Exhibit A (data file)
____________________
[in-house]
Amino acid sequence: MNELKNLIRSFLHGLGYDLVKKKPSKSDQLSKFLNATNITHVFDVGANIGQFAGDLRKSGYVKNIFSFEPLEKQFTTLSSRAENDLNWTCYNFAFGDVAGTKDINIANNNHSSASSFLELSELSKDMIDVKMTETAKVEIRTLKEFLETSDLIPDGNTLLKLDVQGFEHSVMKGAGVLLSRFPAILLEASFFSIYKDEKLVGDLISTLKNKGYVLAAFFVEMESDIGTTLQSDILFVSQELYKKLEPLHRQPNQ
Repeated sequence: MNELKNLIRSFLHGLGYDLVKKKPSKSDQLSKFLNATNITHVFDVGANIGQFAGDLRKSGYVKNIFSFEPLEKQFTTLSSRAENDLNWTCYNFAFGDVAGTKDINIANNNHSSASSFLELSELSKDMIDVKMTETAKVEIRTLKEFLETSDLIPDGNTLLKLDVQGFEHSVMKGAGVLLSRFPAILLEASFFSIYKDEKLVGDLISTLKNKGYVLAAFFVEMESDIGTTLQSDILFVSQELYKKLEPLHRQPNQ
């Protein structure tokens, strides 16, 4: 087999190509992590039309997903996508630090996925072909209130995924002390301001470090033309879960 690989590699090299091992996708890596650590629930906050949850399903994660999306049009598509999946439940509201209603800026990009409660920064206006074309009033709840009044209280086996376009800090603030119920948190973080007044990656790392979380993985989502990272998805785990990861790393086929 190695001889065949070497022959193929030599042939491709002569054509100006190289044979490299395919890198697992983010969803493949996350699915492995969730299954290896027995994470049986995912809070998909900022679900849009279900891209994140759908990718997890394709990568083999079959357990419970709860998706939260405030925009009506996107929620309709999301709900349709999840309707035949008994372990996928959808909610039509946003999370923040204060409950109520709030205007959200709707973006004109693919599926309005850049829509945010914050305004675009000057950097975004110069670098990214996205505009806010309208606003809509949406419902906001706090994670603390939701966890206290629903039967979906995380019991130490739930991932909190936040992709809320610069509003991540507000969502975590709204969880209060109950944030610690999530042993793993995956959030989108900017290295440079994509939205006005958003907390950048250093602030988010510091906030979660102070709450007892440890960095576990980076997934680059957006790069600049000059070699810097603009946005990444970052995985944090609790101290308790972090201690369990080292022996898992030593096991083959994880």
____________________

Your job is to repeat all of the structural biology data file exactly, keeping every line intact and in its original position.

[in-house]
Amino acid sequence: MNELKNLIRSFLHGLGYDLVKKKPSKSDQLSKFLNATNITHVFDVGANIGQFAGDLRKSGYVKNIFSFEPLEKQFTTLSSRAENDLNWTCYNFAFGDVAGTKDINIANNNHSSASSFLELSELSKDMIDVKMTETAKVEIRTLKEFLETSDLIPDGNTLLKLDVQGFEHSVMKGAGVLLSRFPAILLEASFFSIYKDEKLVGDLISTLKNKGYVLAAFFVEMESDIGTTLQSDILFVSQELYKKLEPLHRQPNQ
Repeated sequence: MNELKNLIRSFLHGLGYDLVKKKPSKSDQLSKFLNATNITHVFDVGANIGQFAGDLRKSGYVKNIFSFEPLEKQFTTLSSRAENDLNWTCYNFAFGDVAGTKDINIANNNHSSASSFLELSELSKDMIDVKMTETAKVEIRTLKEFLETSDLIPDGNTLLKLDVQGFEHSVMKGAGVLLSRFPAILLEASFFSIYKDEKLVGDLISTLKNKGYVLAAFFVEMESDIGTTLQSDILFVSQELYKKLEPLHRQPNQ
């Protein structure tokens, strides 16, 4: 087999190509992590039309997903996508630090996925072909209130995924002390301001470090033309879960 690989590699090299091992996708890596650590629930906050949850399903994660999306049009598509999946439940509201209603800026990009409660920064206006074309009033709840009044209280086996376009800090603030119920948190973080007044990656790392979380993985989502990272998805785990990861790393086929 190695001889065949070497022959193929030599042939491709002569054509100006190289044979490299395919890198697992983010969803493949996350699915492995969730299954290896027995994470049986995912809070998909900022679900849009279900891209994140759908990718997890394709990568083999079959357990419970709860998706939260405030925009009506996107929620309709999301709900349709999840309707035949008994372990996928959808909610039509946003999370923040204060409950109520709030205007959200709707973006004109693919599926309005850049829509945010914050305004675009000057950097975004110069670098990214996205505009806010309208606003809509949406419902906001706090994670603390939701966890206290629903039967979906995380019991130490739930991932909190936040992709809320610069509003991540507000969502975590709204969880209060109950944030610690999530042993793993995956959030989108900017290295440079994509939205006005958003907390950048250093602030988010510091906030979660102070709450007892440890960095576990980076997934680059957006790069600049000059070699810097603009946005990444970052995985944090609790101290308790972090201690369990080292022996898992030593096991083959994880």